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What is Quadrilateral Space Syndrome?

Quadrilateral space syndrome (QSS) is a rare condition characterized by compression of the axillary nerve & posterior humeral circumflex artery(PHCA) within the quadrilateral space.

Picture of Quadrilateral Space Syndrome

Anatomy Attachments of the Quadrilateral Space

The quadrilateral space is formed by the following anatomical structures:

  • Superiorly, teres minor muscle
  • Inferiorly, teres major muscle
  • Medially, long head of the triceps
  • Laterally, humeral shaft bone

Structures running through the quadrilateral space include:

  • Axillary nerve which innervates the deltoid and teres minor providing abduction & external rotation of the shoulder.
  • Posterior humeral circumflex artery which provides blood supply to the teres minor, teres major and triceps brachii muscles.

Etiology for Quadrilateral Space Syndrome

The exact or known etiology is unclear; however, the probable risk factors for QSS are as below:

  • Overhead athletes such as volley ball players, tennis players, swimmers, pitchers etc.
  • Acute trauma
  • Development of fibrous bands in the region
  • Muscular hypertrophy
  • Labral cysts
  • Axillary nerve compression
  • Fractures
  • Osteochondroma, axillary Schwannoma
  • Lipomas
  • PHCA aneurysms
  • Post-surgical complications rarely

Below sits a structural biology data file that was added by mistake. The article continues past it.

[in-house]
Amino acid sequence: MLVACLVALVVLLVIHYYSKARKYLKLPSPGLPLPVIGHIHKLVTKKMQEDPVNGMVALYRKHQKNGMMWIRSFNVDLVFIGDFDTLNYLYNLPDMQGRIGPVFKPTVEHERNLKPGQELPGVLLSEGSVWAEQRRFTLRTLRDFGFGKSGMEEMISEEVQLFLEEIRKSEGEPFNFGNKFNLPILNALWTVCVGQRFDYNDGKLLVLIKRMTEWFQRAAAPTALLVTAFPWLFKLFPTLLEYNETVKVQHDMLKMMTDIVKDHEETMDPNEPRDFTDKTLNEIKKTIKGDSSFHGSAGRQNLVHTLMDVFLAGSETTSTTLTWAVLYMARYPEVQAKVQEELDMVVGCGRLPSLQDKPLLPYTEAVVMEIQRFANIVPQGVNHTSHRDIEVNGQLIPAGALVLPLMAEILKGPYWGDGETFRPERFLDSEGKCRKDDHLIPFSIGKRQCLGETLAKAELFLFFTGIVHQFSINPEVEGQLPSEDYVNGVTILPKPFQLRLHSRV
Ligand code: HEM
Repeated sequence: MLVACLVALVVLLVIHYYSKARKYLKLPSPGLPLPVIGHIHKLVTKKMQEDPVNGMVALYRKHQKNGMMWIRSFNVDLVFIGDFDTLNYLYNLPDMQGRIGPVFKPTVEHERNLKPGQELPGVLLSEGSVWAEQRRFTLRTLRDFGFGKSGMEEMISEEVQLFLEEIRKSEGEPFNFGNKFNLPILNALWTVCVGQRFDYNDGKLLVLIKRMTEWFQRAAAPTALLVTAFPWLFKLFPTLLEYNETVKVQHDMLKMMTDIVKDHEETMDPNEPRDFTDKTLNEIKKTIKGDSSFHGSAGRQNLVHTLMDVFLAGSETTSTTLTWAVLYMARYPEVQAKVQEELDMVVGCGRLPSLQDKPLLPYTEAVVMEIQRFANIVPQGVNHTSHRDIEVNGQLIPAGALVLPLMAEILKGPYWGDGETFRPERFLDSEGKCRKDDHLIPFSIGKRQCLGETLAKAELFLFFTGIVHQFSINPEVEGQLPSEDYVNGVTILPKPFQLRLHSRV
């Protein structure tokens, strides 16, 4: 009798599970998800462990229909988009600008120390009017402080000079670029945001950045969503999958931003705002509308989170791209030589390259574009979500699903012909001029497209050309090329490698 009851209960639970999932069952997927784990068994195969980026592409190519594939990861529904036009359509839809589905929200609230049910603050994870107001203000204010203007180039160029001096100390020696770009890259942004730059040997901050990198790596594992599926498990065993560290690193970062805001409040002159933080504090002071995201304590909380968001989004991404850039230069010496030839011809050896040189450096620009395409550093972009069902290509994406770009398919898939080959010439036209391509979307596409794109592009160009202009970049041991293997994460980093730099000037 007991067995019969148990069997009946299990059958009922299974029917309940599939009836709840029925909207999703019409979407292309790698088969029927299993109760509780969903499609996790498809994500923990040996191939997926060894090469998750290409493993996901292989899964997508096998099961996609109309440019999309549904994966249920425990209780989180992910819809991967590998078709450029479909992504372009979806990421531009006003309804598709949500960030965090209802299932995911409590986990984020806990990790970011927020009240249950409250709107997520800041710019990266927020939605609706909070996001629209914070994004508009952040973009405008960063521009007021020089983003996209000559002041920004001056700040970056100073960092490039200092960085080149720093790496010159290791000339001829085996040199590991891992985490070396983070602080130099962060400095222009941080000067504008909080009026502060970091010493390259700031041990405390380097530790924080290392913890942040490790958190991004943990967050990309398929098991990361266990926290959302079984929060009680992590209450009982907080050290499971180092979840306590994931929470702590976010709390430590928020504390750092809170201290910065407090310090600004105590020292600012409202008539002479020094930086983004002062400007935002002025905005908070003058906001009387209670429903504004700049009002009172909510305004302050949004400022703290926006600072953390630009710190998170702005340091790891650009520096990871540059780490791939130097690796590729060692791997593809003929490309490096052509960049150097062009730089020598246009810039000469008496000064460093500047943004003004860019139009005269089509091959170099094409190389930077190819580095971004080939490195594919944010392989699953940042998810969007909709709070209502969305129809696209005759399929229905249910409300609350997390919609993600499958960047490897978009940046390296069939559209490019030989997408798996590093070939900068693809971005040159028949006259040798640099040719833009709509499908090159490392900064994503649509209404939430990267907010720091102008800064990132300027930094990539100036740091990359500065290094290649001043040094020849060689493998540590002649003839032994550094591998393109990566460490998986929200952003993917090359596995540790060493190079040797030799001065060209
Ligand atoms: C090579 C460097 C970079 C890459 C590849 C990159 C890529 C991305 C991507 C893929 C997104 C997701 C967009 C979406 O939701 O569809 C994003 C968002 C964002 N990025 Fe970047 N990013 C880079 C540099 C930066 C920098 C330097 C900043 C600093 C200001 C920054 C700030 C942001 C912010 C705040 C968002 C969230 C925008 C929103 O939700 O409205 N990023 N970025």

Symptoms of Quadrilateral Space Syndrome

Common symptoms of quadrilateral space syndrome include:

  • Gradual onset of diffuse shoulder pain radiating posteriorly
  • Impaired or loss of sensation in the axillary nerve pathway
  • Difficulty in abduction & external rotation movements of the shoulder
  • Active worsening of pain during night time
  • Tingling sensation or numbness in the arm
  • Tenderness to pressure over the arm
  • Weakness or instability of the arm

Diagnosis of Quadrilateral Space Syndrome

On physical evaluation, your doctor may look for signs of atrophy in the teres minor or deltoid muscle and check for pain or weakness with external rotation of the shoulder. Diagnostic tests may also be ordered which include:

  • MRI scan to demonstrate atrophy changes causing compression
  • Angiography or Arteriogram to rule out the occlusion of the PHCA
  • EMG (electromyography) to trace altered nerve impulses
  • X ray looking for fractures & masses

Differential diagnosis of Quadrilateral Space Syndrome

The various conditions that may need to be ruled out to obtain a diagnosis of quadrilateral space syndrome include:

  • Thoracic outlet syndrome
  • Cervical radiculopathy
  • Rotator cuff pathology
  • Internal/posterior shoulder impingement
  • Glenohumeral instability
  • Suprascapular nerve injury
  • Brachial plexus injury

Management of Quadrilateral Space Syndrome

The various treatment options include:

Conservative method:

  • Adequate rest to the arm & immobilization in minor issues.
  • Non steroid anti-inflammatory drugs (NSAIDS)
  • Corticosteroids injections
  • Physical therapy


This may involve an open surgical decompression with removal of any fibrous adhesions to the axillary nerve and ensuring no anatomical structures are impinging on the nerve and posterior humeral circumflex artery.

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